HEDGES: And I think you would agree that’s not going to come from the power elite.

CHOMSKY: It’s certainly not.

HEDGES: It’s up to us.

CHOMSKY: Absolutely. And it’s urgent.

HEDGES: It is. Thank you very much.

Chris Hedges, a Pulitzer Prize-winning reporter, writes a regular column for Truthdig every Monday. Hedges’ most recent book is “Empire of Illusion: The End of Literacy and the Triumph of Spectacle.”


Marinaleda: the village where people come before profit

by Jen Wilton on July 15, 2014

Post image for Marinaleda: the village where people come before profit

The thriving Spanish town of Marinaleda runs on the principles of mutual aid and direct action. In a country paralyzed by debt, is this an alternative?

By Liam Barrington-Bush and Jen Wilton

In the south of Spain, the street is the collective living room. Vibrant sidewalk cafes are interspersed between configurations of two to five lawn chairs where neighbors come together to chat over the day’s events late into the night. In mid-June the weather peaks well over 40 degrees Celsius and the smells of fresh seafood waft from kitchens and restaurants as the seasonably-late dining hour begins to approach. The scene is archetypally Spanish, particularly for the Andalusian region to the country’s south, where life is lived more in public than in private, when given half a chance.

Specifically, this imagery above describes Marinaleda. Initially indistinguishable from several of its local counterparts in the Sierra Sur southern mountain range, were it not for a few tell-tale signs. Maybe it’s the street names (Ernesto Che Guevara, Solidarity and Salvador Allende Plaza, to name a few); maybe it’s the graffiti (hand drawn hammers-and-sickles sit happily alongside encircled A’s, oblivious to the differences the two ideologies have shared, even in the country’s recent past); maybe it’s the two-story Che head which emblazons the outer wall of the local sports stadium.

Marinaleda has been called Spain’s ‘communist utopia,’ though the local variation bears little resemblance to the Soviet model most associate with the phrase. Classifications aside, this is a town whose social fabric has been woven from very different economic threads to the rest of the country since the fall of the Franco dictatorship in the mid 1970s. A cooperatively-owned olive oil factory, houses built by and for the community, and a famous looting of a large-scale supermarket, led by the town’s charismatic mayor, in which proceeds were donated to food banks, are amongst the steps that have helped position Marinaleda as a beacon of hope.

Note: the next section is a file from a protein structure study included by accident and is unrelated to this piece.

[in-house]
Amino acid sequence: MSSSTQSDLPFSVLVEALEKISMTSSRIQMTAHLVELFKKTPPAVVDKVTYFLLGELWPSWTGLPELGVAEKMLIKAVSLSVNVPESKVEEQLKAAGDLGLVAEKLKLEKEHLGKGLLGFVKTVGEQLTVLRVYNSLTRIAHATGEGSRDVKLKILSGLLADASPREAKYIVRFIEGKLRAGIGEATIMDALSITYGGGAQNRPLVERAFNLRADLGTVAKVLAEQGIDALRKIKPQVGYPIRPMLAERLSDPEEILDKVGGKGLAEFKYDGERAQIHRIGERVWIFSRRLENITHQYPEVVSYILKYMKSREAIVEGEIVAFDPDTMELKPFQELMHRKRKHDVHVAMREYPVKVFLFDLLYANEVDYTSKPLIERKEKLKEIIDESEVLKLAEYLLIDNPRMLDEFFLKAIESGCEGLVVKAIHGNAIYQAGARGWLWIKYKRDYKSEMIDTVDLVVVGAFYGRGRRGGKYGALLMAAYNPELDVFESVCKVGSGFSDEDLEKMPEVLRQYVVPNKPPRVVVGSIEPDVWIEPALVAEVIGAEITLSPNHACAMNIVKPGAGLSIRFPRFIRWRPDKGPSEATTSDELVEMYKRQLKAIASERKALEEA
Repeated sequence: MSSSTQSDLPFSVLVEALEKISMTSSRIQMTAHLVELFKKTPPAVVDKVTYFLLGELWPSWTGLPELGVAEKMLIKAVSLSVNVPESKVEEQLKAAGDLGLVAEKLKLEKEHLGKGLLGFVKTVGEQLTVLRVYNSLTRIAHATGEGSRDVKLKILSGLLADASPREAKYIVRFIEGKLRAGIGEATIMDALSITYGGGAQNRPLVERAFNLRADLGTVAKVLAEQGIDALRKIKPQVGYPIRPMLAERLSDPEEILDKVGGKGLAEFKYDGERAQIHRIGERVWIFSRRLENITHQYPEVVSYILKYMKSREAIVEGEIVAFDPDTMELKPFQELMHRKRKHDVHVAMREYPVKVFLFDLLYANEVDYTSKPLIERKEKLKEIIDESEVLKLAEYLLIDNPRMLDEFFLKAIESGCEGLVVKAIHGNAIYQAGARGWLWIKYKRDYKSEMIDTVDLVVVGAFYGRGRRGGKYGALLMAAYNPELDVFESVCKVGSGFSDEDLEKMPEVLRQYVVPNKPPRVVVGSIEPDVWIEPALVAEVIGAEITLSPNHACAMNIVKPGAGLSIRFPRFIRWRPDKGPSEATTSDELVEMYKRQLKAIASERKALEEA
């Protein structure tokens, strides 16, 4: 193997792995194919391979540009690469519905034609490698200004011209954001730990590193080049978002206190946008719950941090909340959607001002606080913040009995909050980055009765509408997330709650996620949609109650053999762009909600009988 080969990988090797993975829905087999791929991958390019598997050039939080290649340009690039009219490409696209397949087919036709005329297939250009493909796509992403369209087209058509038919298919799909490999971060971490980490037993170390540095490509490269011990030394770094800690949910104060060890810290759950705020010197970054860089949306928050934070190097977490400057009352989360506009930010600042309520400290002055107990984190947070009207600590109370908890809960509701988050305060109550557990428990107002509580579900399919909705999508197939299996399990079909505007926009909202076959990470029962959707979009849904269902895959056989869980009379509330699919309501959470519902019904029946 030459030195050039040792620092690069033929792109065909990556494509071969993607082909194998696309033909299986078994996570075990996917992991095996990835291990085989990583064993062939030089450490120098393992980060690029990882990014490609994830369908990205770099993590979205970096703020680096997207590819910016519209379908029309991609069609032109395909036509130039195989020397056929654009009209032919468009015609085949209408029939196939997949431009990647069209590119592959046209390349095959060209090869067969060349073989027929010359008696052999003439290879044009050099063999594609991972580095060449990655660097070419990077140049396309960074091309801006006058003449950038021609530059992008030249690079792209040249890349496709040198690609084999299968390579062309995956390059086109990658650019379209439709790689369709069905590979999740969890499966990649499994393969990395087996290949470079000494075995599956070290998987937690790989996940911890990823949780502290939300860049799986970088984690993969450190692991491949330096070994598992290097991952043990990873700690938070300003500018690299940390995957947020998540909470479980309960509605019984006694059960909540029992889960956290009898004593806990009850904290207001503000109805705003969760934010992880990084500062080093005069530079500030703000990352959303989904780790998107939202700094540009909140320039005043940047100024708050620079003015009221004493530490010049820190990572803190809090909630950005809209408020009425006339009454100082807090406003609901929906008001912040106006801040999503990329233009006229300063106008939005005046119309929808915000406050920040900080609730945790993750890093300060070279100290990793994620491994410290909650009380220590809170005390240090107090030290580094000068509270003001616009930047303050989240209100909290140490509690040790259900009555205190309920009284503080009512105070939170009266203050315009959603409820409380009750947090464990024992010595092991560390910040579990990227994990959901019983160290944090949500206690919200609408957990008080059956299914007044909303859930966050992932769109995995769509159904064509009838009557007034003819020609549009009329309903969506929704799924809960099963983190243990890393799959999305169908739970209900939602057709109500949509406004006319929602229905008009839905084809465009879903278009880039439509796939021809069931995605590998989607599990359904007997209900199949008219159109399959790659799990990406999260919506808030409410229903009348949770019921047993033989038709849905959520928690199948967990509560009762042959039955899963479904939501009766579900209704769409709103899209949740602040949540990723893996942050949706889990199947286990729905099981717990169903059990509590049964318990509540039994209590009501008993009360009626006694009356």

The currency of direct action

As the Spanish economy continues its post-2008 nosedive, unemployment sits at 26 percent nationally, while over half of young people can’t find work. Meanwhile, Marinaleda boasts a modest but steady local employment picture in which most people have at least some work and those that don’t have a strong safety net to fall back on.

But more than its cash economy, Marinaleda has a currency rarely found beyond small-scale activist groups or indigenous communities fighting destructive development projects: the currency of direct action. Rather than rely exclusively on cash to get things done, Marinaleños have put their collective blood, sweat and tears into creating a range of alternative systems in their corner of the world.

When money hasn’t been readily available — probably the only consistent feature since the community set out on this path — Marinaleños have turned to one another to do what needs doing. At times that has meant collectively occupying land owned by the Andalusian aristocracy and putting it to work for the town, at others it has simply meant sharing the burden of litter collection.

While still operating with some degree of central authority, the local council has devolved power into the hands of those it serves. General assemblies are convened on a regular basis so that townspeople can be involved in decisions that affect their lives. The assemblies also create spaces where people can come together to organize what the community needs through collective action.

“The best thing they have here in Marinaleda, and you can’t find this in other places, is the [general] assembly,” says long-term civil servant for the Marinaleda council, Manuel Gutierrez Daneri. He continues: “Assembly is a place for people to discuss problems and to find the solutions,” pointing out that even minor crimes are collectively addressed via the assembly, as the town has no police or judicial system since the last local cop retired.

In his time as mayor, Juan Manuel Sánchez Gordillo has managed to leverage considerable financial support from the state government, a feat which Gutierrez Daneri attributes to the town’s collective track record for direct action. “If you go ahead with all of the people behind you, that is very powerful,” he says.